My girlfriend and I just moved into our first apartment together. We brought a few personal things to decorate with but our walls are mostly empty. Completely broke from moving, we couldn’t afford the beautiful abstract minimalist prints I saw on the crisp white walls of trendy apartments on every single home decorating blog. We couldn’t even afford the mass-produced canvasses sold at places like Target or Ikea (although, did you know, you can buy a huge print of Klimt’s The Kiss at Ikea for $40??) But I had a blank canvas, and paints, and brushes. “This place looks like asylum,” my girlfriend said yesterday, “we need to hang some art.”
I’m not very good at painting. I enjoy it, and when I finished this painting I felt a little warm when I looked down at it – two things that arguably make it “good” if you favor the Wildean approach. L’art pour l’art, etc etc.
But I’m not very good at painting. Looking at it now I can tell you that it’s at best uninspired and at worst very derivative – my favorite artist is Cy Twombly.
How do we enjoy things we don’t believe we’re very good at?
I was that kid that wanted to learn everything. And I mean everything. From the age of eight, I took classes in karate, tae kwon do, drawing, painting, gymnastics, cheerleading, guitar and ballet. I mastered zero of these skills, for various reasons. I don’t remember why I quit karate and tae kwon do other than probably just because I didn’t like it. There were very few girls in the class and my teacher was mean. I did ballet for nearly a decade, the longest of these endeavors and I quit because I was “too fat to be a dancer” and it was costing my mom a fortune. I quit cheerleading after one session because, well, it was cheerleading. I was in junior high and music videos taught me that cheerleaders and goths were mortal enemies, or something. Also, it was hard.
“It’s hard.” My parents probably heard me say this a dozen times right before I begged one of them to call the [art teacher, ballet school, karate studio] and tell them I’d like to quit whatever skill I felt I’d failed to learn. And yeah, it’s probably true that nothing worth doing is ever easy, and all I needed was practice but I just felt so incredibly overwhelmed with the knowledge that I wasn’t good. It made me so sad, I just wanted to be good at something.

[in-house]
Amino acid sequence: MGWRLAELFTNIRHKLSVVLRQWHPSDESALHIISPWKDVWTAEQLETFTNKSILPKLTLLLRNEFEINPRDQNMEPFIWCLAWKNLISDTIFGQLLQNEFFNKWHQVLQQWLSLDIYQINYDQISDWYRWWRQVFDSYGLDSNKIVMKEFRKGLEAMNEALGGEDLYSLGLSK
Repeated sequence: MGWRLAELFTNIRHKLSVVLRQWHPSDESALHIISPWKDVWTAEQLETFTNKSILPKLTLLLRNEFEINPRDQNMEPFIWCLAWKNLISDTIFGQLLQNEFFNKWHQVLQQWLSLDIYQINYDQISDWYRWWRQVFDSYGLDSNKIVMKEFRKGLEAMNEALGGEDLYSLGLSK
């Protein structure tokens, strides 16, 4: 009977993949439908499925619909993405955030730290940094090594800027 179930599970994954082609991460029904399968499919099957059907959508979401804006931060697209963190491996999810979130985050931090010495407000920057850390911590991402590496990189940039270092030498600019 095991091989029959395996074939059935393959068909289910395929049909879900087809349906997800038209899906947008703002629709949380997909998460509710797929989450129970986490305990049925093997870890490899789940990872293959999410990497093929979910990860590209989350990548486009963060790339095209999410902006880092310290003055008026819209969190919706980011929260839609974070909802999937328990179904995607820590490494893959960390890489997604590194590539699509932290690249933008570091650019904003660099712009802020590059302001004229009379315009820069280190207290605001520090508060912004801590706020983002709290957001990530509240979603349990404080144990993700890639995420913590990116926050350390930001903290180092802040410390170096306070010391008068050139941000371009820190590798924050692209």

I liked art class, and the teacher – a local artist in my small Southern town – told me I had talent. We would do pencil drawings of trees and historic buildings downtown and some flowers. I’ve found a few of these sketches around my house, shoved away in drawers and kept in portfolios by my parents who also very much wanted me to be good at something. And they are good, the sketches. I mean, they’re okay. I can see that they would have only gotten better if I’d kept going to lessons. Something about being taught to do something stopped it from being fun. I wanted so badly to be good at it, to be exceptional, that took away from me any desire to learn how to do it. This was true of all of them – karate, cheerleading, etc. I didn’t even want to do a lot of them, there was no part of me who wanted to be a cheerleader. I just wanted to be good at something.
It took me a really long time to learn that “teach me how to be very good at this” is not the same as “teach me how to do this.” “Teach me how to love this” was another lesson I refused to believe was impossible because to me being very good at something was learning how to do it which was loving something. How was I supposed to separate those in my mind? How can I love to do something if I’m not very good at it? It’s much, much easier to quit. (Or, in my case, cry and cry and cry until my dad quit on my behalf.)
“I love doing this, but I’m not very good at it,” “I love doing this, but,” “I love doing this,”
The concept of “being good at” something is inherently tied to the possibility of profiting off of it. This sounds like the beginning of a really predictable rant about capitalism – because it is, or it could be, and it is labor day – but it’s true. Parents pour money into teaching their kids skills because hopefully one will stick and their child will “be very good at it” and they’ll be able to turn that skill into money. And that fine, necessary even.
But, for me, it very quickly became a measurement for failure. “I’m never going to get anywhere with this.” I quit ballet because I didn’t have “the body” for it, so I couldn’t make a career out of it. I really, really loved ballet. Sometimes, if I show my parents a painting I think is “good”, the conversation inevitably leads to talk of me trying to sell prints online or putting my art into a show. Immediately, I feel I’ve failed. I thought it was good when it was fun but now that I need to sell it, it’s not good at all, it’s terrible. I gave up on so many things as soon as I learned that they were useless skills just based on the fact that I wasn’t immediately good at them. And how many of those things was I actually good at but abandoned because I thought I wasn’t? Because they didn’t meet my ingrained high standard of “good = profitable”? What other areas of my life were driven by this?
I like this painting; I like looking at it, I like the memory of painting it (in my bra and underwear on my living room floor, listening to Peaches, getting blue paint on my bare thighs), I like the idea of my girlfriend coming home tonight and seeing it. I feel proud that I made it instead of buying it. None of these necessarily equal “I think it’s good”. Or maybe they do. I don’t think they have to.
Painting and all images © Alice Lesperance